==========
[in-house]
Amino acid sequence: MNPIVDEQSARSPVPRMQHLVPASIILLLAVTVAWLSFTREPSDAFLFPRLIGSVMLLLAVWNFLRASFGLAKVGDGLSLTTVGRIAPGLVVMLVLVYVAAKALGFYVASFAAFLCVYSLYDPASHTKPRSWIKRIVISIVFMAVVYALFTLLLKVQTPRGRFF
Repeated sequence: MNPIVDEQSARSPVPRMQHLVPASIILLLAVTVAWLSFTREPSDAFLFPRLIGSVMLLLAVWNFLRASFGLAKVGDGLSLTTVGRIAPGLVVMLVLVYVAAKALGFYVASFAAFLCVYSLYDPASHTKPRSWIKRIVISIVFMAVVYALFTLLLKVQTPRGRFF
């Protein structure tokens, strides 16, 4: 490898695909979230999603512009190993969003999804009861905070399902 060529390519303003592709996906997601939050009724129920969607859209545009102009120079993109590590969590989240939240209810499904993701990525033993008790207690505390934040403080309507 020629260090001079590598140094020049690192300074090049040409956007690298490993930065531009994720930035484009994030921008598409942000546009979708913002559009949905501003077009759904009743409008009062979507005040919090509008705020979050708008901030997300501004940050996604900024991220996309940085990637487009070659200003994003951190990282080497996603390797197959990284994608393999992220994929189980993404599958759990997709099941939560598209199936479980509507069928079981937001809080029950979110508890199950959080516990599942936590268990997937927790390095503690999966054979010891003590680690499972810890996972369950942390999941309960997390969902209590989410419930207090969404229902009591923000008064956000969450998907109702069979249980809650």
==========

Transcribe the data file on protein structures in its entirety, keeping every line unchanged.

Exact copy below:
[in-house]
Amino acid sequence: MNPIVDEQSARSPVPRMQHLVPASIILLLAVTVAWLSFTREPSDAFLFPRLIGSVMLLLAVWNFLRASFGLAKVGDGLSLTTVGRIAPGLVVMLVLVYVAAKALGFYVASFAAFLCVYSLYDPASHTKPRSWIKRIVISIVFMAVVYALFTLLLKVQTPRGRFF
Repeated sequence: MNPIVDEQSARSPVPRMQHLVPASIILLLAVTVAWLSFTREPSDAFLFPRLIGSVMLLLAVWNFLRASFGLAKVGDGLSLTTVGRIAPGLVVMLVLVYVAAKALGFYVASFAAFLCVYSLYDPASHTKPRSWIKRIVISIVFMAVVYALFTLLLKVQTPRGRFF
């Protein structure tokens, strides 16, 4: 490898695909979230999603512009190993969003999804009861905070399902 060529390519303003592709996906997601939050009724129920969607859209545009102009120079993109590590969590989240939240209810499904993701990525033993008790207690505390934040403080309507 020629260090001079590598140094020049690192300074090049040409956007690298490993930065531009994720930035484009994030921008598409942000546009979708913002559009949905501003077009759904009743409008009062979507005040919090509008705020979050708008901030997300501004940050996604900024991220996309940085990637487009070659200003994003951190990282080497996603390797197959990284994608393999992220994929189980993404599958759990997709099941939560598209199936479980509507069928079981937001809080029950979110508890199950959080516990599942936590268990997937927790390095503690999966054979010891003590680690499972810890996972369950942390999941309960997390969902209590989410419930207090969404229902009591923000008064956000969450998907109702069979249980809650």